Monday, November 1, 2010

The Reference interview: a common-sense review

Note: Techniques that help people with learning disabilities and other disabilities can also improve library service for all of the people in a community.


  • Look welcoming and animated.
  • Appear interested in the person and what he or she needs.
  • Greet people warmly and directly.
Remember that you can’t see a learning disability and that it might be in one area of perception or expression or a combination of areas. Here and throughout the entire process, speak clearly and not too quickly, and make eye contact. Because self-esteem is an accompanying problem, be sure to treat both the person and the question seriously and respectfully.


  • Restate request.
  • Ask open questions to get more information.
  • Restate specific question by paraphrasing.
  • Ask if some sources have been checked and what was found.
If you haven’t moved out to the materials, now is a good time to do it. Include a variety of formats. Try to choose at least one item that has a high proportion of pictures and diagrams and relatively little text. Include some items with sound and/or motion. Check discreetly for preferences in format, paying attention to non-verbal clues as well as actual statements. Ask if the person wants a quick, simple overview or something more in depth, if that’s appropriate. If there’s a pathfinder or other written material relating to the verified question, offer it. Offer an audio version in addition to print, if there is one.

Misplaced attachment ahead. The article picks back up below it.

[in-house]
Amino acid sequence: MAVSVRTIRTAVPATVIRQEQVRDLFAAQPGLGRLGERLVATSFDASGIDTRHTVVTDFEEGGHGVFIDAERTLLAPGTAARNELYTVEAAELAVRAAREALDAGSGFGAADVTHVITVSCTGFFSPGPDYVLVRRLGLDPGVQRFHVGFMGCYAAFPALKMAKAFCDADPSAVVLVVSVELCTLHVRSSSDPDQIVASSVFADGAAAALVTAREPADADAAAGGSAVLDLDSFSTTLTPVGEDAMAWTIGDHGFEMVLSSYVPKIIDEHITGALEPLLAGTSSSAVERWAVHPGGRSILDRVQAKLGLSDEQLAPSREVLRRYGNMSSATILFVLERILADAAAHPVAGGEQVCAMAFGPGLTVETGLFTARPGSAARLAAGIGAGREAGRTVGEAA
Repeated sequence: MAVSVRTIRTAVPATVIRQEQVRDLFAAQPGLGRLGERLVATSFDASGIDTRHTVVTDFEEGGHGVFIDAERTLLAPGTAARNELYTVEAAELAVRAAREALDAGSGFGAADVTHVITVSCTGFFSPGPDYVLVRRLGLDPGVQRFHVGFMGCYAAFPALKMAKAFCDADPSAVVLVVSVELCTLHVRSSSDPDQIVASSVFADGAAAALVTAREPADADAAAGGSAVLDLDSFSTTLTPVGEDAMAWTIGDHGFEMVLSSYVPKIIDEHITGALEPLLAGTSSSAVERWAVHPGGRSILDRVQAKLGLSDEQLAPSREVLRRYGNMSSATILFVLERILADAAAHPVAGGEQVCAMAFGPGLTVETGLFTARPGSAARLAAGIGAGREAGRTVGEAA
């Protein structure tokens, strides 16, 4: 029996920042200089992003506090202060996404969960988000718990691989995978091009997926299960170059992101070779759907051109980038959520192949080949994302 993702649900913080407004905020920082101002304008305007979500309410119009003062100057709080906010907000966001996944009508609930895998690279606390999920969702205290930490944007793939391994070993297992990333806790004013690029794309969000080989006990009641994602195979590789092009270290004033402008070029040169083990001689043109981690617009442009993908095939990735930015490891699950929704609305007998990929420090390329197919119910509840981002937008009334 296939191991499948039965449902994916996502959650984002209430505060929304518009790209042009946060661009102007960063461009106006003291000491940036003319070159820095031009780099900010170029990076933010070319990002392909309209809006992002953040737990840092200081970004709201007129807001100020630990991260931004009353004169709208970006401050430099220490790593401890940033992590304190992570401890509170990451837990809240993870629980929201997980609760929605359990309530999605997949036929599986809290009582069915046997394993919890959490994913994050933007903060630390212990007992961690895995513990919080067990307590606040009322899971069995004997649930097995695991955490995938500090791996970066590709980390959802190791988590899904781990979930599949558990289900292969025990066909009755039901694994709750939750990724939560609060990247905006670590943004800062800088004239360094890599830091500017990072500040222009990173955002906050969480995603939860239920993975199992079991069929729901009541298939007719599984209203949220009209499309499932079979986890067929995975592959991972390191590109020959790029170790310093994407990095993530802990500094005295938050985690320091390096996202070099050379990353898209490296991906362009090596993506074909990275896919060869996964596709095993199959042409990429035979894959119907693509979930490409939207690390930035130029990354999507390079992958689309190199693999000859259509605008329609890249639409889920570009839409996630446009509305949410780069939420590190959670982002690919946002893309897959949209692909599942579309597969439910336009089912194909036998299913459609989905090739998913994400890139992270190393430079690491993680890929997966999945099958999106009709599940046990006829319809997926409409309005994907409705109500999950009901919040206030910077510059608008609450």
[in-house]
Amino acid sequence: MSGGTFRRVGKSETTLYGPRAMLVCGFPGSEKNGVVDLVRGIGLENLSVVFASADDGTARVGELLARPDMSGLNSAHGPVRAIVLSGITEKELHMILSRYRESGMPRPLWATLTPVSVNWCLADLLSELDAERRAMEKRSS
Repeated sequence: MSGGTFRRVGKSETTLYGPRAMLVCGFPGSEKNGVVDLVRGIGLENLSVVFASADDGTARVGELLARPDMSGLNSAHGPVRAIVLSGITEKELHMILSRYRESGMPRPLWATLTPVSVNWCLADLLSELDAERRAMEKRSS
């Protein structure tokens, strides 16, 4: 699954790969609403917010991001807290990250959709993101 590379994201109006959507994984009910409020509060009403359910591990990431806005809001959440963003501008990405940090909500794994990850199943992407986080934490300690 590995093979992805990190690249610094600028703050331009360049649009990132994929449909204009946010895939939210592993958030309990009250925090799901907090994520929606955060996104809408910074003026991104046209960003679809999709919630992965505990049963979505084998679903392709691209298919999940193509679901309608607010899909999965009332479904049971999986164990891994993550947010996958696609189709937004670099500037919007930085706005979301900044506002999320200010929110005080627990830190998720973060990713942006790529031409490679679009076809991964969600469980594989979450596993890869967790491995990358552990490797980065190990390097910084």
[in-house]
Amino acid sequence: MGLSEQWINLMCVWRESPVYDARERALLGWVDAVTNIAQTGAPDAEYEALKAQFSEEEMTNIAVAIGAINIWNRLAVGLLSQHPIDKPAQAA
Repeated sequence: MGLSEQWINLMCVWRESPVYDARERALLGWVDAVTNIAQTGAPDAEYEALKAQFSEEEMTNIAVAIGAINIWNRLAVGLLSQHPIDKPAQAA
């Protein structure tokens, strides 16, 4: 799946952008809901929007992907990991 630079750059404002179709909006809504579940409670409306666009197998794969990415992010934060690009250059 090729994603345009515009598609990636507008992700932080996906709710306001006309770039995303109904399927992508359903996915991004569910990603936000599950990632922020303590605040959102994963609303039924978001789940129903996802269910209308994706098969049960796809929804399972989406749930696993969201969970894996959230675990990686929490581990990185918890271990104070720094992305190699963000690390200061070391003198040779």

Locate information
  • Check appropriateness of level, depth of coverage
  • Ask about format preferences
  • Offer help with using the tool(s)
If printers are available for OPACs or reference tools, be sure to point this out. If there are computers for word processing and other applications, mention this too, including any assistive hardware or software. Continue to be an active listener and observer of non-verbal cues. Don’t overdo or hover, but make the person feel comfortable and able to ask for help as needed.


  • Check if the question has been or can be answered with the material at hand.
  • Check to see if the person is satisfied at the moment.
  • Expressly offer additional help as needed.
  • Withdraw cordially.
Follow up (a little later or if the person is looking in need of help)
  • Ascertain if the question has been completely answered.
  • Check to see if anything else is needed, or if there’s another question.
Roads To Learning, The Public Libraries’ Learning Disabilities Initiative
ASCLA/American Library Association

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